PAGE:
I await your contact,

Strong hug!

3. Commitment and consistency

This principle says that:

“We should recognize that, in most circumstances, consistency is valued and versatile.”

Thus, people tend to ratify recurrent behaviors, especially when proposed by them. Nobody wants to appear contradictory. If you say something, you tend to keep your word.

See how this request can be used in an email to schedule a visit:

Marisa, how are you?

As for the details of that proposal, as you said yourself, this type of business is best discussed eye to eye, in a personal view. Therefore, I would like to stop by so that we can settle the negotiation this Tuesday, at 3:00 pm.

Okay for you?

Hugs!

What did you think of these templates for scheduling a business visit by email, presented so far? Want some guidance on other aspects of an email, especially when it comes to email marketing?

4. Social proof

See what this principle says:

“We decide what is right by finding out what other people think is right.”

It may seem difficult to use this principle in B2B sales. But, in fact, companies tend to follow the “big ones” in the market. By the way, benchmarking is a confirmation of this.

See this example:

Dear Maria Fernanda,

How are you?

Continuing what we dealt with at our last meeting, I would like to schedule the visit to present our Human Resources management software in more detail.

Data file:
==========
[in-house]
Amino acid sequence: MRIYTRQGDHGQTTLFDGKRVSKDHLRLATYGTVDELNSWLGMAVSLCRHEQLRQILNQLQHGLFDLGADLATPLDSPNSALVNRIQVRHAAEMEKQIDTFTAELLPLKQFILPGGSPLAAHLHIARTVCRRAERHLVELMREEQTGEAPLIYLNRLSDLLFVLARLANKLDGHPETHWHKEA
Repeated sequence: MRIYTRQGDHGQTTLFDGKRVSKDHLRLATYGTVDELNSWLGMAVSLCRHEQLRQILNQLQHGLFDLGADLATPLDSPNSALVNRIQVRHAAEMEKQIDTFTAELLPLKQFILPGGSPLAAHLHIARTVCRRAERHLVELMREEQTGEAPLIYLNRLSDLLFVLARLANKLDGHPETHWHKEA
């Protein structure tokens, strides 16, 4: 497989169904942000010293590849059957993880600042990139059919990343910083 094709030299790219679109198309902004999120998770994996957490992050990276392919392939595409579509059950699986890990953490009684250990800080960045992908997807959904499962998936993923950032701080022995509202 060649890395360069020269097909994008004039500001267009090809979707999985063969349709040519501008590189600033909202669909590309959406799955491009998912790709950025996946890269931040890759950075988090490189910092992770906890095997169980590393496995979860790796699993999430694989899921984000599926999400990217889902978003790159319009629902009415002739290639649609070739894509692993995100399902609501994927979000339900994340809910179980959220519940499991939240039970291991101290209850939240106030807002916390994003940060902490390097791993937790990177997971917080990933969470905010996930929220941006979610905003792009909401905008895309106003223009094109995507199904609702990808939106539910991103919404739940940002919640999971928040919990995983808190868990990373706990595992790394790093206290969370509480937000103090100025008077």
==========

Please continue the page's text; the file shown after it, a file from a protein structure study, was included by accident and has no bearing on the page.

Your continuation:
I take this opportunity to send you this report (attached) which shows that 8 of the 10 best companies to work for in Brazil use our solution.

Can we meet this Tuesday at 3 pm?

Hug!

5. Affinity

Coalmine states that:

“We are more likely to be influenced by the people we care about.”

Many entrepreneurs and corporate managers have some business “idols,” examples they would like to follow. Some of the best known are Bill Gates, Mark Zuckerberg, Leon Musk and so many others.

If you detect this in your customer, this can be a way to make your e-mail business visit scheduling more persuasive.

Check out:

Dr. Tavares,

In our last conversation, you were in doubt whether my company’s information and knowledge management solution would really be relevant to your business. So, we agreed to arrange a meeting to discuss the matter.

In this context, I would like to remind you of a phrase by Bill Gates, an entrepreneur you admire so much: The way you collect, manage and use information determines whether you will win or lose.

So, meeting confirmed for this Tuesday at 3pm?

Big hug!

6. Scarcity

Check out this principle:

“Less is better and loss is worse.”

This principle shows that when things are rare, or running out, they are more valued. And the fear of losing the chance to acquire them can lead people to make a decision.

See how to use this when scheduling a business visit by email:

Beatriz, how are things?

Look, I need to schedule the meeting this week, preferably this Tuesday. As I told you, we selected some of our best customers to experience this release exclusively.

There are still a few batches left, but we need to hit the hammer as soon as possible.

Is 3pm this Tuesday good for you?

Hug!